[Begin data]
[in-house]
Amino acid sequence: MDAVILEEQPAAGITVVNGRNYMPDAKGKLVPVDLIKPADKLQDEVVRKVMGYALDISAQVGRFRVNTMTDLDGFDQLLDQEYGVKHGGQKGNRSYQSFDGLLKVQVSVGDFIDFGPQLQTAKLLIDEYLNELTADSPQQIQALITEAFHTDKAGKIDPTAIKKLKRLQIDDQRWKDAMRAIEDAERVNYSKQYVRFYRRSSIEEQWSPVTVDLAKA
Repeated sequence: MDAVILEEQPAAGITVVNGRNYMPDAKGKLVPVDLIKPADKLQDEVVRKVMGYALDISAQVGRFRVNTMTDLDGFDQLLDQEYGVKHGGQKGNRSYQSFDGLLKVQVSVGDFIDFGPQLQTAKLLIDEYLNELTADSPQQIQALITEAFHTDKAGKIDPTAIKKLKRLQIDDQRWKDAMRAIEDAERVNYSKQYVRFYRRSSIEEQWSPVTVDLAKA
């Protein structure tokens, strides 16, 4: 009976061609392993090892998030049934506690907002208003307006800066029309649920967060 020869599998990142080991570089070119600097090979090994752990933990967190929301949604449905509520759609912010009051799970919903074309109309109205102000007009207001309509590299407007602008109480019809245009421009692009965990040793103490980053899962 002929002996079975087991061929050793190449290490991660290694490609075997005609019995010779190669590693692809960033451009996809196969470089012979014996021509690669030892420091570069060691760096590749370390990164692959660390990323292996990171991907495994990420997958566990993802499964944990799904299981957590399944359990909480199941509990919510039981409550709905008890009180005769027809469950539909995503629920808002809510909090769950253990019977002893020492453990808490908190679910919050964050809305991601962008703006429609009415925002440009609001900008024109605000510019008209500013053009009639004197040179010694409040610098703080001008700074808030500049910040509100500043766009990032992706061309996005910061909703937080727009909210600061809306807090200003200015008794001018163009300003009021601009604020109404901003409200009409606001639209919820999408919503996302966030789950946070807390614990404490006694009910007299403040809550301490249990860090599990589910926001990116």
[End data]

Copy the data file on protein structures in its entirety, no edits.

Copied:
[in-house]
Amino acid sequence: MDAVILEEQPAAGITVVNGRNYMPDAKGKLVPVDLIKPADKLQDEVVRKVMGYALDISAQVGRFRVNTMTDLDGFDQLLDQEYGVKHGGQKGNRSYQSFDGLLKVQVSVGDFIDFGPQLQTAKLLIDEYLNELTADSPQQIQALITEAFHTDKAGKIDPTAIKKLKRLQIDDQRWKDAMRAIEDAERVNYSKQYVRFYRRSSIEEQWSPVTVDLAKA
Repeated sequence: MDAVILEEQPAAGITVVNGRNYMPDAKGKLVPVDLIKPADKLQDEVVRKVMGYALDISAQVGRFRVNTMTDLDGFDQLLDQEYGVKHGGQKGNRSYQSFDGLLKVQVSVGDFIDFGPQLQTAKLLIDEYLNELTADSPQQIQALITEAFHTDKAGKIDPTAIKKLKRLQIDDQRWKDAMRAIEDAERVNYSKQYVRFYRRSSIEEQWSPVTVDLAKA
């Protein structure tokens, strides 16, 4: 009976061609392993090892998030049934506690907002208003307006800066029309649920967060 020869599998990142080991570089070119600097090979090994752990933990967190929301949604449905509520759609912010009051799970919903074309109309109205102000007009207001309509590299407007602008109480019809245009421009692009965990040793103490980053899962 002929002996079975087991061929050793190449290490991660290694490609075997005609019995010779190669590693692809960033451009996809196969470089012979014996021509690669030892420091570069060691760096590749370390990164692959660390990323292996990171991907495994990420997958566990993802499964944990799904299981957590399944359990909480199941509990919510039981409550709905008890009180005769027809469950539909995503629920808002809510909090769950253990019977002893020492453990808490908190679910919050964050809305991601962008703006429609009415925002440009609001900008024109605000510019008209500013053009009639004197040179010694409040610098703080001008700074808030500049910040509100500043766009990032992706061309996005910061909703937080727009909210600061809306807090200003200015008794001018163009300003009021601009604020109404901003409200009409606001639209919820999408919503996302966030789950946070807390614990404490006694009910007299403040809550301490249990860090599990589910926001990116």